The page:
The epic survival tale of Mt Buller’s Mountain Pygmy Possum

Great stories of survival are the bread and butter of the adventure publishing industry. Over-used phrases like, ‘against all odds’ or ‘on death’s door’ and ‘triumph of the human spirit’, decorate the stories of people like James Scott (the Mars Bar guy), Joe Simpson (the ‘cut-the-rope’ guy) and Aron Ralston (the ‘cut-his-arm-off’ guy).

Their stories trace the hero’s journey and inspire us when things look grim.

Mountain Pygmy Possum (Photo: Andrew Wettenhall)

It can be a daily battle to remain optimistic and keep the black dog of ecological grief and climate anxiety in check, especially when bushfires, pandemics and other events unfold before us.

But I believe, apart from taking action and maintaining strong community ties, one of the best ways to lift our spirits is to return to story. To look back and remind ourselves of times when all has looked lost and beyond hope, to then discover a story of redemption and belief.

The story of the planet’s oldest living small mammal (and the only one that lives in alpine areas above the treeline), the Mountain Pygmy Possum (Burramys parvus – meaning: small rock mouse), is such a tale.

Mountain pygmy possum with Louise (Lou) Perrin (Photo: Andrew Wettenhall)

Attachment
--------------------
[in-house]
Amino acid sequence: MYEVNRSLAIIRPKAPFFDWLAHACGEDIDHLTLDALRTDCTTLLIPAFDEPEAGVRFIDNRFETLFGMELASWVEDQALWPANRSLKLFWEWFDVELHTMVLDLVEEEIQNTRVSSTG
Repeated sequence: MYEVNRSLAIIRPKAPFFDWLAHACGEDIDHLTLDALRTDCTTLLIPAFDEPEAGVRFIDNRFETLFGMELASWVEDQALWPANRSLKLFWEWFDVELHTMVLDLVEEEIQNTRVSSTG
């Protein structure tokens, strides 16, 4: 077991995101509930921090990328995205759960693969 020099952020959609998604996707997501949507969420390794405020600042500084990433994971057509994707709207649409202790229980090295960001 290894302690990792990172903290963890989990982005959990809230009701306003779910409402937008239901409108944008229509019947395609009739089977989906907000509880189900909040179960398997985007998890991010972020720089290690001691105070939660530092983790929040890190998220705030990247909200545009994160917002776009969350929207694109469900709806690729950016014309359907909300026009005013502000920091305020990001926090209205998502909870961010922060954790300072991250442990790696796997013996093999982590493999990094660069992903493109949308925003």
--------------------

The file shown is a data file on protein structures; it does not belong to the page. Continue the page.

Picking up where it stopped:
Louise (Lou) Perrin is in charge of environmental services at the Mt Buller/Stirling ski resort and has been part of their survival story since 2004.

These tiny (and adorably cute) possums were first discovered on Mt Buller in 1996 when the number of monitored possums was around 100. By 2006, the number recorded in spring had dropped to 6. Surely, everything seemed beyond hope.

Andrew Weeks radio tracking possums (Photo: Louise Perrin)

The species recovery project was started in 2004 and over the years, they’ve focused on 3 key areas:

1. Genetic Rescue

How on earth do you go about building up a population when you only have 6 females left? Whilst some scientists may disagree, the team from Mt Buller decided that one of the best chances of survival was to cross-breed with Pygmy Possums from Mt Hotham, who had different genetics.